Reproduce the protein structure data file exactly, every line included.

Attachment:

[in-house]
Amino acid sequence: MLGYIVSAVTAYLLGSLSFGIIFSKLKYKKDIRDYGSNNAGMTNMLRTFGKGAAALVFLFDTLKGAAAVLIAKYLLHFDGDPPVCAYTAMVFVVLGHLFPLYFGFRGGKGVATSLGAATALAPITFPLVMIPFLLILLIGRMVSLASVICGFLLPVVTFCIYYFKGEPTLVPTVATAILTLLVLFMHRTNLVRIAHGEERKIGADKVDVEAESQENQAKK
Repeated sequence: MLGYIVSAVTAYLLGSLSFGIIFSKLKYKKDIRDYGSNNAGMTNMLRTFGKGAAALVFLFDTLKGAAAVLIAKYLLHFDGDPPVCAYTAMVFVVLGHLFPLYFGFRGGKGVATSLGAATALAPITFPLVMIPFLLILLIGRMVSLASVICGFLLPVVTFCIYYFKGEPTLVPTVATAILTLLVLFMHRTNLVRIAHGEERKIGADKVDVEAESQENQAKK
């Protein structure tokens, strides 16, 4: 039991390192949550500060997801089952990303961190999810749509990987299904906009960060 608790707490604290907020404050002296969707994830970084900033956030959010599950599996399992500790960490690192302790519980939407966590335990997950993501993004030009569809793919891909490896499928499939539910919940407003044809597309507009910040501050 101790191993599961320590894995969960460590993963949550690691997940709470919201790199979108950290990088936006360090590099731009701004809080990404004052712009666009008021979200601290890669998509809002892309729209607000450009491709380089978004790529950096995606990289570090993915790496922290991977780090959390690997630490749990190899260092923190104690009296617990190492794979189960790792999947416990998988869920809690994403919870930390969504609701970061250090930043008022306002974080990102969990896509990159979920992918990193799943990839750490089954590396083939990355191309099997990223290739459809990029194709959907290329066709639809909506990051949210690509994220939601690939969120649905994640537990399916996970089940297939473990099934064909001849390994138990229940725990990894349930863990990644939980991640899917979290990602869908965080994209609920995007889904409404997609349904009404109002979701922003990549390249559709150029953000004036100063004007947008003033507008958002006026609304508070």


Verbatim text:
[in-house]
Amino acid sequence: MLGYIVSAVTAYLLGSLSFGIIFSKLKYKKDIRDYGSNNAGMTNMLRTFGKGAAALVFLFDTLKGAAAVLIAKYLLHFDGDPPVCAYTAMVFVVLGHLFPLYFGFRGGKGVATSLGAATALAPITFPLVMIPFLLILLIGRMVSLASVICGFLLPVVTFCIYYFKGEPTLVPTVATAILTLLVLFMHRTNLVRIAHGEERKIGADKVDVEAESQENQAKK
Repeated sequence: MLGYIVSAVTAYLLGSLSFGIIFSKLKYKKDIRDYGSNNAGMTNMLRTFGKGAAALVFLFDTLKGAAAVLIAKYLLHFDGDPPVCAYTAMVFVVLGHLFPLYFGFRGGKGVATSLGAATALAPITFPLVMIPFLLILLIGRMVSLASVICGFLLPVVTFCIYYFKGEPTLVPTVATAILTLLVLFMHRTNLVRIAHGEERKIGADKVDVEAESQENQAKK
């Protein structure tokens, strides 16, 4: 039991390192949550500060997801089952990303961190999810749509990987299904906009960060 608790707490604290907020404050002296969707994830970084900033956030959010599950599996399992500790960490690192302790519980939407966590335990997950993501993004030009569809793919891909490896499928499939539910919940407003044809597309507009910040501050 101790191993599961320590894995969960460590993963949550690691997940709470919201790199979108950290990088936006360090590099731009701004809080990404004052712009666009008021979200601290890669998509809002892309729209607000450009491709380089978004790529950096995606990289570090993915790496922290991977780090959390690997630490749990190899260092923190104690009296617990190492794979189960790792999947416990998988869920809690994403919870930390969504609701970061250090930043008022306002974080990102969990896509990159979920992918990193799943990839750490089954590396083939990355191309099997990223290739459809990029194709959907290329066709639809909506990051949210690509994220939601690939969120649905994640537990399916996970089940297939473990099934064909001849390994138990229940725990990894349930863990990644939980991640899917979290990602869908965080994209609920995007889904409404997609349904009404109002979701922003990549390249559709150029953000004036100063004007947008003033507008958002006026609304508070």